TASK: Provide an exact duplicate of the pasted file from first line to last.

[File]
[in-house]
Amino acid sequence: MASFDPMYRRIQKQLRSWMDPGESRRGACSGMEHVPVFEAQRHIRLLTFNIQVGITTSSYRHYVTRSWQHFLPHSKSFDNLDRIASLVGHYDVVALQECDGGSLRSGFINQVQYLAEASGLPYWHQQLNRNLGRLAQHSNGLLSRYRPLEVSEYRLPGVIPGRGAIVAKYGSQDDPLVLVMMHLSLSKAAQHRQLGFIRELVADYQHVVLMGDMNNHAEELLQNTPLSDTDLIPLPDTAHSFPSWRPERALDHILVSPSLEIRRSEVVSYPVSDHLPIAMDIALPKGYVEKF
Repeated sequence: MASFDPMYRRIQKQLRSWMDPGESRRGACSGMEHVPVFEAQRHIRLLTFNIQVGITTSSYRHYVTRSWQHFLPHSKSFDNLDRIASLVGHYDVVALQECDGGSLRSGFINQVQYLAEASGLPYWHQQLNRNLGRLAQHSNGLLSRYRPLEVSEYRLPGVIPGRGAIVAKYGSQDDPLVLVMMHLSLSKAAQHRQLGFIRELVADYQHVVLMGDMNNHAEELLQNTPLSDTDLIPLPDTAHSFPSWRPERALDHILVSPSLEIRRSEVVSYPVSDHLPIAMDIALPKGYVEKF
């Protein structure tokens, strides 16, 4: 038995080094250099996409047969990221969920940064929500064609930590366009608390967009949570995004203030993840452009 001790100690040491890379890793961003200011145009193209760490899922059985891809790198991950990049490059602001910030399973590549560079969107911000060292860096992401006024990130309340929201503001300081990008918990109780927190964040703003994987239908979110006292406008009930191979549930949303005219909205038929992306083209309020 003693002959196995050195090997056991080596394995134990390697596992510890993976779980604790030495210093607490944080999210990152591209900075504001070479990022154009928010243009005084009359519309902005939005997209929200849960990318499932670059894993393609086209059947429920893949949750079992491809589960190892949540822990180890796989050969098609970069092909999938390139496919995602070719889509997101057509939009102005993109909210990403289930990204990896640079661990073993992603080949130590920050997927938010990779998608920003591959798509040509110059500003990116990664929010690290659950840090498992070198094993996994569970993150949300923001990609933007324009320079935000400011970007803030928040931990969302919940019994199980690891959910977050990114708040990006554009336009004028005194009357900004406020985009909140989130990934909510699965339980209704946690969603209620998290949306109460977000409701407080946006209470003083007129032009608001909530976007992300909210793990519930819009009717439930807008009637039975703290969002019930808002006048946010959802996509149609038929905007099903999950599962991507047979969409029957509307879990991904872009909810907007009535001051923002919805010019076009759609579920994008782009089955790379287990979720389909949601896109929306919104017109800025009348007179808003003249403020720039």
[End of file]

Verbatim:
[in-house]
Amino acid sequence: MASFDPMYRRIQKQLRSWMDPGESRRGACSGMEHVPVFEAQRHIRLLTFNIQVGITTSSYRHYVTRSWQHFLPHSKSFDNLDRIASLVGHYDVVALQECDGGSLRSGFINQVQYLAEASGLPYWHQQLNRNLGRLAQHSNGLLSRYRPLEVSEYRLPGVIPGRGAIVAKYGSQDDPLVLVMMHLSLSKAAQHRQLGFIRELVADYQHVVLMGDMNNHAEELLQNTPLSDTDLIPLPDTAHSFPSWRPERALDHILVSPSLEIRRSEVVSYPVSDHLPIAMDIALPKGYVEKF
Repeated sequence: MASFDPMYRRIQKQLRSWMDPGESRRGACSGMEHVPVFEAQRHIRLLTFNIQVGITTSSYRHYVTRSWQHFLPHSKSFDNLDRIASLVGHYDVVALQECDGGSLRSGFINQVQYLAEASGLPYWHQQLNRNLGRLAQHSNGLLSRYRPLEVSEYRLPGVIPGRGAIVAKYGSQDDPLVLVMMHLSLSKAAQHRQLGFIRELVADYQHVVLMGDMNNHAEELLQNTPLSDTDLIPLPDTAHSFPSWRPERALDHILVSPSLEIRRSEVVSYPVSDHLPIAMDIALPKGYVEKF
């Protein structure tokens, strides 16, 4: 038995080094250099996409047969990221969920940064929500064609930590366009608390967009949570995004203030993840452009 001790100690040491890379890793961003200011145009193209760490899922059985891809790198991950990049490059602001910030399973590549560079969107911000060292860096992401006024990130309340929201503001300081990008918990109780927190964040703003994987239908979110006292406008009930191979549930949303005219909205038929992306083209309020 003693002959196995050195090997056991080596394995134990390697596992510890993976779980604790030495210093607490944080999210990152591209900075504001070479990022154009928010243009005084009359519309902005939005997209929200849960990318499932670059894993393609086209059947429920893949949750079992491809589960190892949540822990180890796989050969098609970069092909999938390139496919995602070719889509997101057509939009102005993109909210990403289930990204990896640079661990073993992603080949130590920050997927938010990779998608920003591959798509040509110059500003990116990664929010690290659950840090498992070198094993996994569970993150949300923001990609933007324009320079935000400011970007803030928040931990969302919940019994199980690891959910977050990114708040990006554009336009004028005194009357900004406020985009909140989130990934909510699965339980209704946690969603209620998290949306109460977000409701407080946006209470003083007129032009608001909530976007992300909210793990519930819009009717439930807008009637039975703290969002019930808002006048946010959802996509149609038929905007099903999950599962991507047979969409029957509307879990991904872009909810907007009535001051923002919805010019076009759609579920994008782009089955790379287990979720389909949601896109929306919104017109800025009348007179808003003249403020720039």